The United States has 90 million acres planted to corn, largely for animal feed, and all fruits and veggies are grown on 10 million acres. The value of everything farmers sell is $400 billion, says Patrick Westhoff, director of the Food and Agricultural Policy Research Institute at the University of Missouri. Laura Batcha, CEO and director of the Organic Trade Association, says organics account for just 5 percent of total food purchases.

Indoor vertical farming is a minuscule fraction of that. But maybe not for long.

One study Smiles likes to cite says indoor farmers produced $300 million in produce in 2013. In five years, that number is projected to be $2 billion.

It will be an uphill battle, says John Matthews, who runs Suncoast Food Alliance, a Florida produce middleman that connects farmers and chefs.

"I'm seeing more vertical farms in urban areas where space is limited," he says. "And they are beautiful to look at. In the food toolbox it's another option. For feeding everybody, it's going to take all of it. At this point it's fair to say that vertical farming is more expensive. But as new technology comes on, I can see that improving."

• • •

You can't help but ask the question.

In this era when some states are decriminalizing marijuana, could Smiles be setting up his indoor farm as a placeholder until Florida follows suit?

Is this a big grow house in waiting?

He says all his patented technology, designed for dispersing light at low levels for delicate, soft-tissue kinds of plants, wouldn't work in a pot farm. In short, a vertical farm is poorly designed for that purpose.

That said, Smiles acknowledges a debt.

"If you look at the history of indoor agriculture, you have NASA trying to feed astronauts in space. But if it wasn't for underground illicit agriculture, the technology wouldn't be there. It's on the shoulders of all those who have been incarcerated that now growing food indoors is viable."

There's little consensus on how swiftly fresh vegetables lose nutrients. But walking along the rows of the vertical garden and nibbling green and red sorrel, bibb lettuces, chervil and lovage and genovese basil, it all tastes vibrantly fresh.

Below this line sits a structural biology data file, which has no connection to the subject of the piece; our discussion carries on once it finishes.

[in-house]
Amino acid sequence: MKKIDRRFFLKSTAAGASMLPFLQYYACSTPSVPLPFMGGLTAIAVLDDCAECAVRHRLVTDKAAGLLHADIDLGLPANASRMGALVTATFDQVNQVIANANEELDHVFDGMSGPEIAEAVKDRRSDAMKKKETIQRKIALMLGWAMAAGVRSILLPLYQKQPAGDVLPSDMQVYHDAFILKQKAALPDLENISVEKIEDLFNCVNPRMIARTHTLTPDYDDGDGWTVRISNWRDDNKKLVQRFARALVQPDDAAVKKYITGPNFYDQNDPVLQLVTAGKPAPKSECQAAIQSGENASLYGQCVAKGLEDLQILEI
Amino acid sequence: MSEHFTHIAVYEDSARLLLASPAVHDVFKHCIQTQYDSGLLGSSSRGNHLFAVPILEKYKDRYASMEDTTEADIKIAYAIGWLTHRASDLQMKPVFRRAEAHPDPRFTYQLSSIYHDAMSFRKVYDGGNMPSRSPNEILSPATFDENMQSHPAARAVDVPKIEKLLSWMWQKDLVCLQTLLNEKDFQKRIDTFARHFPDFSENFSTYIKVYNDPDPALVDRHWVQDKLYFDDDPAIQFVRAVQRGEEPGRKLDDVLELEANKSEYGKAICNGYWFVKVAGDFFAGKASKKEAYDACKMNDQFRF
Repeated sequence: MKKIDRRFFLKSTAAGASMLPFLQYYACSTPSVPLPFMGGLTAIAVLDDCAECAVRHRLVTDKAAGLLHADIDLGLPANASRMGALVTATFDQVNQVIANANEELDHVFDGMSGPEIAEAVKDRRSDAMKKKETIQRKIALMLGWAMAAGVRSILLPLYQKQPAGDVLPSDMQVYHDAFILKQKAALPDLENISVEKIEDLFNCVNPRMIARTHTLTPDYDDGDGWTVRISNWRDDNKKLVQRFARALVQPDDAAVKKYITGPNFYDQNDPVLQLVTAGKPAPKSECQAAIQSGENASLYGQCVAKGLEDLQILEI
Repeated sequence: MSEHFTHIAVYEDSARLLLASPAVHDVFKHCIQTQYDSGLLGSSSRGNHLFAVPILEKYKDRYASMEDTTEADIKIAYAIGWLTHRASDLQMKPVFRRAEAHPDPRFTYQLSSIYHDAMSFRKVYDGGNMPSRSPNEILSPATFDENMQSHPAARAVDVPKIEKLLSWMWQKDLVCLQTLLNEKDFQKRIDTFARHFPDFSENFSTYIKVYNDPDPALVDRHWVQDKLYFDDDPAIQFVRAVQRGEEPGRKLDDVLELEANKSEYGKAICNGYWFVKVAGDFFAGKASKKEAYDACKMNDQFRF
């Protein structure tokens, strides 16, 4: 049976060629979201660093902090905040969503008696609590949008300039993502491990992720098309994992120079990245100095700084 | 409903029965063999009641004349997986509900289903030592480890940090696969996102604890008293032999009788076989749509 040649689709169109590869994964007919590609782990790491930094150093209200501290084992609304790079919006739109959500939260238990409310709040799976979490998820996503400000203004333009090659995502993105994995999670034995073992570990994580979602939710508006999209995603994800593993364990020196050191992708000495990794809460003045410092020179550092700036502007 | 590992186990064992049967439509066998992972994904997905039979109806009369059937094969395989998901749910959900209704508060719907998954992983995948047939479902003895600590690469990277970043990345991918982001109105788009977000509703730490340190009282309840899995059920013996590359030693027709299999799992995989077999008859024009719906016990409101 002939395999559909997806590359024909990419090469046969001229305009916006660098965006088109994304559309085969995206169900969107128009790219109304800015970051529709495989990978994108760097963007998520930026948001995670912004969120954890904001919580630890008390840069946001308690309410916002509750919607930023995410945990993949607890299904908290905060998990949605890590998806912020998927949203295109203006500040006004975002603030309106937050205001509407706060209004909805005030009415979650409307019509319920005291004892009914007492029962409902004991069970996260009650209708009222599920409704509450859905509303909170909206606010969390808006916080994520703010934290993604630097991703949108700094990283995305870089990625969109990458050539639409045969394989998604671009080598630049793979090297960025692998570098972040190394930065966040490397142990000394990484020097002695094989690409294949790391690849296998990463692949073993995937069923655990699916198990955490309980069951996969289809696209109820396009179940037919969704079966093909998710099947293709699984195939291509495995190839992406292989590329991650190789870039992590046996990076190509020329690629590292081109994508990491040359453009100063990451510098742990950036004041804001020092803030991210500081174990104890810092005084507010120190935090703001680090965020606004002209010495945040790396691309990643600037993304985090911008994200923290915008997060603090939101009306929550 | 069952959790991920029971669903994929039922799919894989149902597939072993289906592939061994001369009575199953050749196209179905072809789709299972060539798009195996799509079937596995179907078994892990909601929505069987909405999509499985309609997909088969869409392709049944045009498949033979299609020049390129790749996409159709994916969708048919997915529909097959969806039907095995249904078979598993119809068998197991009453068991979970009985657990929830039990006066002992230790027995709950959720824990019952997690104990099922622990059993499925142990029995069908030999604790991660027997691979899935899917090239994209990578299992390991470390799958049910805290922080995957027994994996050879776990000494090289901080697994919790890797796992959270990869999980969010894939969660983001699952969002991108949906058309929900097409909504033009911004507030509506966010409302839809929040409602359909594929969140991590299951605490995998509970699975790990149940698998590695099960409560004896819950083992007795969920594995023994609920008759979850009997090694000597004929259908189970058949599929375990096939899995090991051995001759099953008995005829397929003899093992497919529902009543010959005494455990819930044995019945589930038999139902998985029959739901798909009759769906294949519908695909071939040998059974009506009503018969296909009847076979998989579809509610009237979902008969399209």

"The nutrient density of a plant decreases with the amount of time since it's been killed and shoved in a bag," Smiles says. "The thirst for this kind of thing is picking up."

His son Uriah was finally diagnosed a couple of years ago by University of South Florida pediatric neurologist Maria Gieron with GLUT1 deficiency syndrome, a rare genetic disorder that impairs brain metabolism.

Though there is no cure, a ketogenic diet has been found to be helpful — high fat, moderate protein, low carbohydrate. Something that helps: a clean source of vitamin-rich leafy greens.

Uriah is on a diet of the food his dad grows. He's a kid who eats kale and rainbow chard; his mom makes him salads of buttercrunch lettuce with a couple of slices of cucumber and tomato, maybe with a sprinkle of cheese and dressed simply with olive oil, salt and pepper. He uses a walker but is an active third-grader at an elementary school in South Tampa.

And Uriah's seizures have tapered off.

It's ironic, in a way. When Uriah started having problems, Smiles turned to growing marijuana, desperate to help his son. But what might actually help his son is right in front of him now.

In his office, away from the high-tech pink glow, Smiles riffles his hand across a box of delicate purple-veined baby chard. He pops a peppery arugula leaf in his mouth. Everything is fresh.

Contact Laura Reiley at or (727) 892-2293. Follow @lreiley.